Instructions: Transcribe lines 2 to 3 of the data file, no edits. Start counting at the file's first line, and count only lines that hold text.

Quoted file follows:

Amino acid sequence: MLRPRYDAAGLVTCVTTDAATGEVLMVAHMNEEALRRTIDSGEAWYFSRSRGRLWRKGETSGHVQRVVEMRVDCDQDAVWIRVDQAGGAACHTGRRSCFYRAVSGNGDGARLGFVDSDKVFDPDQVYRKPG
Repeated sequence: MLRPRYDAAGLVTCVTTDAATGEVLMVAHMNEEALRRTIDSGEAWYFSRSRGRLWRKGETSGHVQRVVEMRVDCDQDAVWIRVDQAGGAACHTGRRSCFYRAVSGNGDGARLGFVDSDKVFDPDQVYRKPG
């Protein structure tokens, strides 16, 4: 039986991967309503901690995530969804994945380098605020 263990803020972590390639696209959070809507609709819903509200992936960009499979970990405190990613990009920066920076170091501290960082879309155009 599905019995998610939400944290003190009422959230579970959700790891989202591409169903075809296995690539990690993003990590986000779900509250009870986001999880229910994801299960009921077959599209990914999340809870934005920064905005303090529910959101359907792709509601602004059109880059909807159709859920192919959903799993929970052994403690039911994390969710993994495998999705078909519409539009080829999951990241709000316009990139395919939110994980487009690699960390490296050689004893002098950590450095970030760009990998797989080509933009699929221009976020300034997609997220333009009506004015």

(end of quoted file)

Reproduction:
Repeated sequence: MLRPRYDAAGLVTCVTTDAATGEVLMVAHMNEEALRRTIDSGEAWYFSRSRGRLWRKGETSGHVQRVVEMRVDCDQDAVWIRVDQAGGAACHTGRRSCFYRAVSGNGDGARLGFVDSDKVFDPDQVYRKPG
């Protein structure tokens, strides 16, 4: 039986991967309503901690995530969804994945380098605020 263990803020972590390639696209959070809507609709819903509200992936960009499979970990405190990613990009920066920076170091501290960082879309155009 599905019995998610939400944290003190009422959230579970959700790891989202591409169903075809296995690539990690993003990590986000779900509250009870986001999880229910994801299960009921077959599209990914999340809870934005920064905005303090529910959101359907792709509601602004059109880059909807159709859920192919959903799993929970052994403690039911994390969710993994495998999705078909519409539009080829999951990241709000316009990139395919939110994980487009690699960390490296050689004893002098950590450095970030760009990998797989080509933009699929221009976020300034997609997220333009009506004015």